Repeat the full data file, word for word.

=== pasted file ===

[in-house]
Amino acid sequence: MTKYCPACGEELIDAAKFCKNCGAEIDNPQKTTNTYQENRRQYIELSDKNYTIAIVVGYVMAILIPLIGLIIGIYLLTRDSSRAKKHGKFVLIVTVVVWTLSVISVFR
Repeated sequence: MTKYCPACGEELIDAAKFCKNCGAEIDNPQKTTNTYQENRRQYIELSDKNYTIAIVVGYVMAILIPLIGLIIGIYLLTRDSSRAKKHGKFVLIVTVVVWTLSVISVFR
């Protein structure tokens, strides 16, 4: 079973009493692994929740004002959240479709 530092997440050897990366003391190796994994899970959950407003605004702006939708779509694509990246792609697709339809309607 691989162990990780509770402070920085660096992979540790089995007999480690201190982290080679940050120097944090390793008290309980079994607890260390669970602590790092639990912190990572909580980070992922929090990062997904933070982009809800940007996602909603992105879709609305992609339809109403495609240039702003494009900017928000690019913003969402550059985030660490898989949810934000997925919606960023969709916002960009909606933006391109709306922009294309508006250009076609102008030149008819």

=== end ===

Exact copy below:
[in-house]
Amino acid sequence: MTKYCPACGEELIDAAKFCKNCGAEIDNPQKTTNTYQENRRQYIELSDKNYTIAIVVGYVMAILIPLIGLIIGIYLLTRDSSRAKKHGKFVLIVTVVVWTLSVISVFR
Repeated sequence: MTKYCPACGEELIDAAKFCKNCGAEIDNPQKTTNTYQENRRQYIELSDKNYTIAIVVGYVMAILIPLIGLIIGIYLLTRDSSRAKKHGKFVLIVTVVVWTLSVISVFR
């Protein structure tokens, strides 16, 4: 079973009493692994929740004002959240479709 530092997440050897990366003391190796994994899970959950407003605004702006939708779509694509990246792609697709339809309607 691989162990990780509770402070920085660096992979540790089995007999480690201190982290080679940050120097944090390793008290309980079994607890260390669970602590790092639990912190990572909580980070992922929090990062997904933070982009809800940007996602909603992105879709609305992609339809109403495609240039702003494009900017928000690019913003969402550059985030660490898989949810934000997925919606960023969709916002960009909606933006391109709306922009294309508006250009076609102008030149008819």